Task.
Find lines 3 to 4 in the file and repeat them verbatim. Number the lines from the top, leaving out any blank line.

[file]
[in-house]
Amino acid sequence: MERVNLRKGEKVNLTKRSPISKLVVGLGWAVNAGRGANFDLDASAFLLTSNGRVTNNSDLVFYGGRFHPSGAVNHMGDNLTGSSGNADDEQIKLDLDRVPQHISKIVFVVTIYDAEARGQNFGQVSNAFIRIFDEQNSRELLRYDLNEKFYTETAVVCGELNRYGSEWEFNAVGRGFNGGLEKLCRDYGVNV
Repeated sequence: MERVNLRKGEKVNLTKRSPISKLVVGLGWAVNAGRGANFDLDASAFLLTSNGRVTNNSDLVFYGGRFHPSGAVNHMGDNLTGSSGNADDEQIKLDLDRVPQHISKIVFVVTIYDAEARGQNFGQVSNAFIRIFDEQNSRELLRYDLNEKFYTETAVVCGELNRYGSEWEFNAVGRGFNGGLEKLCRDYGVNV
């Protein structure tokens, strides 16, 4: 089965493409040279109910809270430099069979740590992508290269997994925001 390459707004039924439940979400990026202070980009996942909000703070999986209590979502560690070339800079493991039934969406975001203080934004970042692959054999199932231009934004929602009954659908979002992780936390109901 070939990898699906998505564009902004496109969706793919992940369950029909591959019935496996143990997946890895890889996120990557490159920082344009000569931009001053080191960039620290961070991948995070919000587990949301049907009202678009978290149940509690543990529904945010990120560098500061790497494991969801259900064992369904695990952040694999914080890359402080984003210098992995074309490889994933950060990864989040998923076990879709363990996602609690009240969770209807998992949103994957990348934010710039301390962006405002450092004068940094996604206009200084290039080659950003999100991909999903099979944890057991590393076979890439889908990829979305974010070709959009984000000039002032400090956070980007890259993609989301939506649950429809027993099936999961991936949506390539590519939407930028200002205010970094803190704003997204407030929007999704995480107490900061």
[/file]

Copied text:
Repeated sequence: MERVNLRKGEKVNLTKRSPISKLVVGLGWAVNAGRGANFDLDASAFLLTSNGRVTNNSDLVFYGGRFHPSGAVNHMGDNLTGSSGNADDEQIKLDLDRVPQHISKIVFVVTIYDAEARGQNFGQVSNAFIRIFDEQNSRELLRYDLNEKFYTETAVVCGELNRYGSEWEFNAVGRGFNGGLEKLCRDYGVNV
């Protein structure tokens, strides 16, 4: 089965493409040279109910809270430099069979740590992508290269997994925001 390459707004039924439940979400990026202070980009996942909000703070999986209590979502560690070339800079493991039934969406975001203080934004970042692959054999199932231009934004929602009954659908979002992780936390109901 070939990898699906998505564009902004496109969706793919992940369950029909591959019935496996143990997946890895890889996120990557490159920082344009000569931009001053080191960039620290961070991948995070919000587990949301049907009202678009978290149940509690543990529904945010990120560098500061790497494991969801259900064992369904695990952040694999914080890359402080984003210098992995074309490889994933950060990864989040998923076990879709363990996602609690009240969770209807998992949103994957990348934010710039301390962006405002450092004068940094996604206009200084290039080659950003999100991909999903099979944890057991590393076979890439889908990829979305974010070709959009984000000039002032400090956070980007890259993609989301939506649950429809027993099936999961991936949506390539590519939407930028200002205010970094803190704003997204407030929007999704995480107490900061």